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Contact: Jeff Gohringer, (202) 454-4573 or firstname.lastname@example.org
Voters: Brown is “in the pocket of Big Oil” & his climate science denial is “ridiculous”
WASHINGTON, D.C. – The League of Conservation Voters (LCV) today released recorded phone messages from New Hampshire voters to Scott Brown as the general election race for Senate kicks off. Voters said that Brown is “in the pocket of Big Oil,” called his views on climate change “ridiculous,” and made clear he “is not a New Hampshire person” when they were given the opportunity to record messages for him as part of LCV’s statewide phone campaign last week.
“The more New Hampshire voters learn about Scott Brown, the more they want to send him back to Massachusetts,” said Daniel J. Weiss, LCV Senior Vice President for Campaigns. “It’s clear that voters don’t want a climate science denier like Scott Brown representing them in the United States Senate.”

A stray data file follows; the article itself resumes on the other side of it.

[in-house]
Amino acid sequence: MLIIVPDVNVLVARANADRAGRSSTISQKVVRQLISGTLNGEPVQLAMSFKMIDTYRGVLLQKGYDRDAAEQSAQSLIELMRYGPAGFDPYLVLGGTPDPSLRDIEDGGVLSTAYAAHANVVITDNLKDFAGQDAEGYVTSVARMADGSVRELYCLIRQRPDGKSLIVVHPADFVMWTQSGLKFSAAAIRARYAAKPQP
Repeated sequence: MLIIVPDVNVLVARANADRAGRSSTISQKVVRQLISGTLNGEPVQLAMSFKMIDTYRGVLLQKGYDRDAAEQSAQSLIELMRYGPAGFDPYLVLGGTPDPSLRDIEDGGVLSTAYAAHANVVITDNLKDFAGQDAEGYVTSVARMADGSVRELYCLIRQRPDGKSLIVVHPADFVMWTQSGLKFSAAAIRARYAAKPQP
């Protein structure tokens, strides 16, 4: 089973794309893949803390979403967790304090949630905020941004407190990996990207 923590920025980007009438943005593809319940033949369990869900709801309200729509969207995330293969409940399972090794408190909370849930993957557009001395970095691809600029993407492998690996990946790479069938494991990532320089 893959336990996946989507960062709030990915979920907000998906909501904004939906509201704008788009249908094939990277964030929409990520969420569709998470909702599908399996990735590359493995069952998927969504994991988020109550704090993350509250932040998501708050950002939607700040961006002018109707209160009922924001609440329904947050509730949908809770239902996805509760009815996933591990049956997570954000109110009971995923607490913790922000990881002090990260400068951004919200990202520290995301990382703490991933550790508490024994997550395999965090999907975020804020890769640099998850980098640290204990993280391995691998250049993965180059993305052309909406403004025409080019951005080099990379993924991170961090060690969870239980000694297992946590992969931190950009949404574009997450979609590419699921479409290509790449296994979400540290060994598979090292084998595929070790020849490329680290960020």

LCV’s recently released polling on the race found that Brown’s recent claim that man-made climate change is not scientifically proven could hurt him in November, with 48% of voters saying that they’re less likely to vote for a climate science denier. The poll also found that Brown continues to be unpopular and is trailing Senator Jeanne Shaheen.
LCV Victory Fund launched a television ad in July highlighting that the out-of-state oil billionaire Koch Brothers are backing millions of dollars in attack ads to defeat Senator Shaheen and elect Brown in November so he can continue to do their bidding in Washington. The ad, “Billionaires,” aired across the state.
As Brown mulled running for Senate in February, LCV also launched a television ad campaign highlighting his votes to protect Big Oil’s taxpayer-funded subsidies just weeks after receiving thousands in campaign contributions from oil companies. The ad, “Friends,” also aired across New Hampshire.
Brown’s voting record earned him a feeble 38% lifetime score on LCV’s National Environmental Scorecard. The non-partisan Scorecard is a nationally accepted yardstick used to rate members of Congress on environmental and clean energy issues. Based on key environmental votes in the House and Senate, it is often used by the media to quickly describe a Member’s position. For more information, visit scorecard.lcv.org.
Paid for by the League of Conservation Voters, www.lcv.org, and not authorized by any candidate or candidate’s committee.